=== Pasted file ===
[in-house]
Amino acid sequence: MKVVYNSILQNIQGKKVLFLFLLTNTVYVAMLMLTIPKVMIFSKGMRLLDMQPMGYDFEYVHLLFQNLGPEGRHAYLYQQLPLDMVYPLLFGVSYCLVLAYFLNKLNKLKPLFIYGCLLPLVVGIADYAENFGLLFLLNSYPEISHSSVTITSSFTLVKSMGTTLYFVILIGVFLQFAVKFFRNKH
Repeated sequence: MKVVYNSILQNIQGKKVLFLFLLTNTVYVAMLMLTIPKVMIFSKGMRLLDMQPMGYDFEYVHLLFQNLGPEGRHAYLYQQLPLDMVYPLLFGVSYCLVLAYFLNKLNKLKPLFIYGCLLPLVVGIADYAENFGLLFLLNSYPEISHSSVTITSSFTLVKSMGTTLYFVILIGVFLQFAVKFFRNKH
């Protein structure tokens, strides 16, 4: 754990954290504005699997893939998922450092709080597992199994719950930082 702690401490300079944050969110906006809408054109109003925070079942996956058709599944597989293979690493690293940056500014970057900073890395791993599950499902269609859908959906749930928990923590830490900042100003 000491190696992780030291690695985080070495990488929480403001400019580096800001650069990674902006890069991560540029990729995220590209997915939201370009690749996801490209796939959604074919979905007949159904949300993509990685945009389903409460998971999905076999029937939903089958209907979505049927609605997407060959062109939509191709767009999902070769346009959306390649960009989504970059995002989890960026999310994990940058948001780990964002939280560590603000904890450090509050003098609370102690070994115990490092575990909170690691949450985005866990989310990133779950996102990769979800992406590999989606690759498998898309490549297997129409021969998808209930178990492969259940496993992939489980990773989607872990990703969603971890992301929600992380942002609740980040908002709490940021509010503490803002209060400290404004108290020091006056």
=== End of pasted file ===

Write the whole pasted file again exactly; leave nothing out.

[in-house]
Amino acid sequence: MKVVYNSILQNIQGKKVLFLFLLTNTVYVAMLMLTIPKVMIFSKGMRLLDMQPMGYDFEYVHLLFQNLGPEGRHAYLYQQLPLDMVYPLLFGVSYCLVLAYFLNKLNKLKPLFIYGCLLPLVVGIADYAENFGLLFLLNSYPEISHSSVTITSSFTLVKSMGTTLYFVILIGVFLQFAVKFFRNKH
Repeated sequence: MKVVYNSILQNIQGKKVLFLFLLTNTVYVAMLMLTIPKVMIFSKGMRLLDMQPMGYDFEYVHLLFQNLGPEGRHAYLYQQLPLDMVYPLLFGVSYCLVLAYFLNKLNKLKPLFIYGCLLPLVVGIADYAENFGLLFLLNSYPEISHSSVTITSSFTLVKSMGTTLYFVILIGVFLQFAVKFFRNKH
């Protein structure tokens, strides 16, 4: 754990954290504005699997893939998922450092709080597992199994719950930082 702690401490300079944050969110906006809408054109109003925070079942996956058709599944597989293979690493690293940056500014970057900073890395791993599950499902269609859908959906749930928990923590830490900042100003 000491190696992780030291690695985080070495990488929480403001400019580096800001650069990674902006890069991560540029990729995220590209997915939201370009690749996801490209796939959604074919979905007949159904949300993509990685945009389903409460998971999905076999029937939903089958209907979505049927609605997407060959062109939509191709767009999902070769346009959306390649960009989504970059995002989890960026999310994990940058948001780990964002939280560590603000904890450090509050003098609370102690070994115990490092575990909170690691949450985005866990989310990133779950996102990769979800992406590999989606690759498998898309490549297997129409021969998808209930178990492969259940496993992939489980990773989607872990990703969603971890992301929600992380942002609740980040908002709490940021509010503490803002209060400290404004108290020091006056």